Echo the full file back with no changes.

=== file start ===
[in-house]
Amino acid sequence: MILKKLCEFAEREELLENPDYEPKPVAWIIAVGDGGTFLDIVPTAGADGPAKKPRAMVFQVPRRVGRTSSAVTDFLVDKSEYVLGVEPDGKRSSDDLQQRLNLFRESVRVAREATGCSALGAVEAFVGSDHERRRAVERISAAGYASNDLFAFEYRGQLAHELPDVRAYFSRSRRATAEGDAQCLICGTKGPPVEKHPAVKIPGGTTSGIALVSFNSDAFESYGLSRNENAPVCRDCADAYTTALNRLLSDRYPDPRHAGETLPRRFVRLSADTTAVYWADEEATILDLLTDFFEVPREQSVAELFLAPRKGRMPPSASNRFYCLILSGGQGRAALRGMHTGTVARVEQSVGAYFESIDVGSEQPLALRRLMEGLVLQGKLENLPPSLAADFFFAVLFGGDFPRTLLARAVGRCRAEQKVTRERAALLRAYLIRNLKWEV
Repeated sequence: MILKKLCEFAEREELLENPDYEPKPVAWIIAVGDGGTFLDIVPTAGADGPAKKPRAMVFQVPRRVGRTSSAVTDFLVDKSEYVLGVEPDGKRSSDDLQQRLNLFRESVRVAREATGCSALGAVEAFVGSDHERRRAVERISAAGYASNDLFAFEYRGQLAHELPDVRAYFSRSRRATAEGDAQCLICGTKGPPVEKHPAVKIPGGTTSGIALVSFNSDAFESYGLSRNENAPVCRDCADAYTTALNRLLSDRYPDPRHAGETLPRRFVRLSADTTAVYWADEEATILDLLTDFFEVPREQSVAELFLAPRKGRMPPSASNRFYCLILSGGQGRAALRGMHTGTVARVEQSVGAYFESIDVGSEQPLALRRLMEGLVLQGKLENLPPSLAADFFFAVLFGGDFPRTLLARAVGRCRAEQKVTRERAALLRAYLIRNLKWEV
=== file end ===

[in-house]
Amino acid sequence: MILKKLCEFAEREELLENPDYEPKPVAWIIAVGDGGTFLDIVPTAGADGPAKKPRAMVFQVPRRVGRTSSAVTDFLVDKSEYVLGVEPDGKRSSDDLQQRLNLFRESVRVAREATGCSALGAVEAFVGSDHERRRAVERISAAGYASNDLFAFEYRGQLAHELPDVRAYFSRSRRATAEGDAQCLICGTKGPPVEKHPAVKIPGGTTSGIALVSFNSDAFESYGLSRNENAPVCRDCADAYTTALNRLLSDRYPDPRHAGETLPRRFVRLSADTTAVYWADEEATILDLLTDFFEVPREQSVAELFLAPRKGRMPPSASNRFYCLILSGGQGRAALRGMHTGTVARVEQSVGAYFESIDVGSEQPLALRRLMEGLVLQGKLENLPPSLAADFFFAVLFGGDFPRTLLARAVGRCRAEQKVTRERAALLRAYLIRNLKWEV
Repeated sequence: MILKKLCEFAEREELLENPDYEPKPVAWIIAVGDGGTFLDIVPTAGADGPAKKPRAMVFQVPRRVGRTSSAVTDFLVDKSEYVLGVEPDGKRSSDDLQQRLNLFRESVRVAREATGCSALGAVEAFVGSDHERRRAVERISAAGYASNDLFAFEYRGQLAHELPDVRAYFSRSRRATAEGDAQCLICGTKGPPVEKHPAVKIPGGTTSGIALVSFNSDAFESYGLSRNENAPVCRDCADAYTTALNRLLSDRYPDPRHAGETLPRRFVRLSADTTAVYWADEEATILDLLTDFFEVPREQSVAELFLAPRKGRMPPSASNRFYCLILSGGQGRAALRGMHTGTVARVEQSVGAYFESIDVGSEQPLALRRLMEGLVLQGKLENLPPSLAADFFFAVLFGGDFPRTLLARAVGRCRAEQKVTRERAALLRAYLIRNLKWEV